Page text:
When I got back to my desk, I started putzing around on the internet when I had a brainstorm. I had the metal fork that I had used to eat my salad. I wiped it down with a napkin and decided to give the fork a shot at my very hard container of ice cream. The result was incredible.

The plan was that I would stick my fork into the ice cream and be able to eat it. I wasn’t expecting much more than that. I mean, what difference could there be? How about the best texture from ice cream than I’d ever had before?

The thing about eating ice cream with a spoon is that you’re not getting much variance in the surface. A spoon is basically a flat plane, enhanced by a curve. Using a fork gives you four tines, each containing four flat surfaces. I could immediately taste the advantage these extra surfaces gave.

The science behind this is similar to having a one-pound stone and one-pound of sand. One pound of sand has a much larger surface area because you add up all of the individual pieces to get the total. Increasing the surface area of that which effects your taste buds results in a greater saturation of flavor.

Chefs know this, which is why a lot of spices are crushed, ground, or minced. Realizing that I had come across one of the great culinary secrets of the 21st century, I took it upon myself to experiment a little. Being that this is a chronicle of a lazy adventure, it was going to be a very small experiment.

I raked my fork across the icy surface of my iced cream in the hopes that I would get even more flavor. The theory behind my endeavor proved to be very sound. I had awakened the gods, Ben and Jerry, and tasted something astonishing.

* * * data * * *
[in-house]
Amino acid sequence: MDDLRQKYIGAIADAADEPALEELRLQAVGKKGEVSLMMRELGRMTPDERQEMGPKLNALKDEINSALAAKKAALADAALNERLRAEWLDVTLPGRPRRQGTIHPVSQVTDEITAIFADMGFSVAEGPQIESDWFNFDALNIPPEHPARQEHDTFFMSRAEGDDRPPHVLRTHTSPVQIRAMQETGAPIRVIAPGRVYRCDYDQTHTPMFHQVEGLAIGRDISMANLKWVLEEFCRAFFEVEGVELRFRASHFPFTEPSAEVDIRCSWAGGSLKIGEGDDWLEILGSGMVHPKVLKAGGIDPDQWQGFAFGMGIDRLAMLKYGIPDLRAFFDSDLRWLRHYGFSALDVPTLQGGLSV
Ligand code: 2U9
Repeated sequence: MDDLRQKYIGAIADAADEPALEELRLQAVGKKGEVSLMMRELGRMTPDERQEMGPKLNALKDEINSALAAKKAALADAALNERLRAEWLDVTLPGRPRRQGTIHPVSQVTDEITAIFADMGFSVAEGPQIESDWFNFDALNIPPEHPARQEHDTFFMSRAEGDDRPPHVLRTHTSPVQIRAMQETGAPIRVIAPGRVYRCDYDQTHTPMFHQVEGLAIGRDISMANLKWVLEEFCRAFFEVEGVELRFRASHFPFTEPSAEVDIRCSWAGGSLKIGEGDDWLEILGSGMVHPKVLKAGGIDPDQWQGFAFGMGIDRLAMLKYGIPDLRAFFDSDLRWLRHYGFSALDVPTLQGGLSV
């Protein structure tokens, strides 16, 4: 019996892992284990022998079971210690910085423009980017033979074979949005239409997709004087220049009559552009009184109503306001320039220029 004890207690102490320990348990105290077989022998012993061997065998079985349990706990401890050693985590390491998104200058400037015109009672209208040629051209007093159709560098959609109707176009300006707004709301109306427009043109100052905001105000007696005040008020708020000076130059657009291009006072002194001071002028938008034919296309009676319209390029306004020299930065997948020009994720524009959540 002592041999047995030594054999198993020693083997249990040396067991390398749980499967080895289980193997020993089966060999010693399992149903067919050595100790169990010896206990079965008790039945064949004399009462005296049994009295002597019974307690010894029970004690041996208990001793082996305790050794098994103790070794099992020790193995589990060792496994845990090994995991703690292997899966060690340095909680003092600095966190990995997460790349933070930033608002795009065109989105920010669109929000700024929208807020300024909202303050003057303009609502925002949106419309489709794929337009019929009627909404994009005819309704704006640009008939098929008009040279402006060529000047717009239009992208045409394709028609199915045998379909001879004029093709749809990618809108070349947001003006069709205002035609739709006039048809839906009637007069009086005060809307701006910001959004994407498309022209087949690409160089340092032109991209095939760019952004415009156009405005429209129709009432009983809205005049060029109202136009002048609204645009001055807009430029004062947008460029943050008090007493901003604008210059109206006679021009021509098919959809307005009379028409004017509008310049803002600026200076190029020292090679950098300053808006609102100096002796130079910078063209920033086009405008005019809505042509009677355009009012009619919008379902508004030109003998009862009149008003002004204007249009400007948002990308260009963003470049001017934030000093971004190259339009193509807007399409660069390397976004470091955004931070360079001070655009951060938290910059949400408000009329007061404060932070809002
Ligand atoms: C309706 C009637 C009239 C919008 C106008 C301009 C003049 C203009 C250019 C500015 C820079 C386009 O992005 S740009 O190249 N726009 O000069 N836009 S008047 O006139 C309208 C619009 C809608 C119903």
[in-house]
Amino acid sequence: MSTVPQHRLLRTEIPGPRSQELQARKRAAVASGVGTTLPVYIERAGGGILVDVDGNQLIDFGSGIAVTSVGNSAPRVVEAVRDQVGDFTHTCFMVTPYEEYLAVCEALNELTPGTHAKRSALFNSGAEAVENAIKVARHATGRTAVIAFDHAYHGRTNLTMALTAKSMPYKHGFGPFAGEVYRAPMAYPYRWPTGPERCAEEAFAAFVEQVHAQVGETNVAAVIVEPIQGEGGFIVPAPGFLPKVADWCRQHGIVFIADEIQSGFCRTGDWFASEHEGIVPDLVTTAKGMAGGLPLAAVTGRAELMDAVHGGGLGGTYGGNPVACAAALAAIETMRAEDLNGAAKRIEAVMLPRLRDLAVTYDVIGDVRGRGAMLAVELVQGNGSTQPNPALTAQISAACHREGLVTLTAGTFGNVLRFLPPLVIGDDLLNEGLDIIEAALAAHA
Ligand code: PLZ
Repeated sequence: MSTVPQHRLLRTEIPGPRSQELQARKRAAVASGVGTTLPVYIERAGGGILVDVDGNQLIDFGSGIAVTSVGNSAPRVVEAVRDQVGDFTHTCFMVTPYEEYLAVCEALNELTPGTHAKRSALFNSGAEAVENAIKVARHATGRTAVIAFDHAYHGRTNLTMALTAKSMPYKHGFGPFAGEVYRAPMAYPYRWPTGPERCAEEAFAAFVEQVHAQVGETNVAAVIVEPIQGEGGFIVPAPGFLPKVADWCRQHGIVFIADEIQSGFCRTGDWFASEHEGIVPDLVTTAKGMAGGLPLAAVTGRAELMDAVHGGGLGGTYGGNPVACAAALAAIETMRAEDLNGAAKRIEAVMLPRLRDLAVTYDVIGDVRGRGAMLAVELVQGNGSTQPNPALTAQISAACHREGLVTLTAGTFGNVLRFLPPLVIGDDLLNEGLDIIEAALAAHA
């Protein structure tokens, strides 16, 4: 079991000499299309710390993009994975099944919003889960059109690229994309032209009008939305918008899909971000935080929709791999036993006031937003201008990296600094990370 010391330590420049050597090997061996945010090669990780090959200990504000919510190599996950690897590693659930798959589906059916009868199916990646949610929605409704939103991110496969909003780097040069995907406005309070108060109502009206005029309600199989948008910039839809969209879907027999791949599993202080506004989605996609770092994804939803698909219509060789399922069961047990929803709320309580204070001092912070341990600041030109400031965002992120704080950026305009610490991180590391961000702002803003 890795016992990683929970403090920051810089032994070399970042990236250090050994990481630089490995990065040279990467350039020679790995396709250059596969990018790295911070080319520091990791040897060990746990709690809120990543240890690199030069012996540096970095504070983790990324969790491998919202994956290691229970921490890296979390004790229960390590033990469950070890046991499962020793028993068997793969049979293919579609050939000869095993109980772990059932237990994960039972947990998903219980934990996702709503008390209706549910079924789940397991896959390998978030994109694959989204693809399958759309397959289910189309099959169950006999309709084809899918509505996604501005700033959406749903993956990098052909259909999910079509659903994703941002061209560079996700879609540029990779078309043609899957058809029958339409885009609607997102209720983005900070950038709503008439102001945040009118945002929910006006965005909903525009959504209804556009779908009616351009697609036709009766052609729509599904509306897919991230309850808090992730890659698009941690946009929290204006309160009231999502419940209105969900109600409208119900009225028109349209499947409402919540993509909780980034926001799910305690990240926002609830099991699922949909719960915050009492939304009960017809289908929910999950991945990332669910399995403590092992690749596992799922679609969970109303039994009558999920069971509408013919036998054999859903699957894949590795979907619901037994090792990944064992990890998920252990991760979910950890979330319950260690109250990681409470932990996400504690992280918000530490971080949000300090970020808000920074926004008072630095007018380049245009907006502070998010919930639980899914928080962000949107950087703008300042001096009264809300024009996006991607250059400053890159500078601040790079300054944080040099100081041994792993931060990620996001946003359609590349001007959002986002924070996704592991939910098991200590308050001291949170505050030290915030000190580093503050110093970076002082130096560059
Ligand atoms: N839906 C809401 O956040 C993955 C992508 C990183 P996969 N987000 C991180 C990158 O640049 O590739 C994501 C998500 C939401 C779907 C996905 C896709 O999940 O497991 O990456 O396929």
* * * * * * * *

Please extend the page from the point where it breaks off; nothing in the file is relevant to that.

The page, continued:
Never before had I questioned the logic behind ice cream. I had never wondered why it had to be frozen. The combination of creaminess and crystallization is unfathomable. Throw in some crushed vanilla beans, chocolate, pretzels, and other subtle flavors and you have a gourmet masterpiece.

I do plan on continuing my life as a forked ice-cream eater, but I am not turning away the spoon forever. As I said, I’m lazy. If I forget about the fork and grab a spoon the next time, I don’t expect to be going back to the kitchen to correct my mistake. I also suspect that it will be a long time before I get to try the next experiment that I have in mind.

Titanium spork - The ultimate ice cream utensil?

Titanium spork - The ultimate ice cream utensil?

Be Sociable, Share!
Tags: , ,

Leave a comment »

  1. […] you enjoyed this installment of Adventures in Laziness, check out I Eat My Ice Cream with a Fork, the original Adventure in Laziness, or I Still Wear Crocs, the second in the […]

  2. Great post, my favorite ice cream is rum and raisen.

  3. Great post, my favorite lolly is a strawberry mivvi.

  4. I totally eat ice cream with a fork! Not sure when or why I started doing that, but it really is the only way to go. Maybe it initially had something to do with picking out treats from rock-hard Ben & Jerry’s pints. Since then I’ve noticed that approaching the product with a less intrusive utensil (slender tines v. wide plane) minimizes melting. Metal is, after all, a heat conductor.

Leave Comment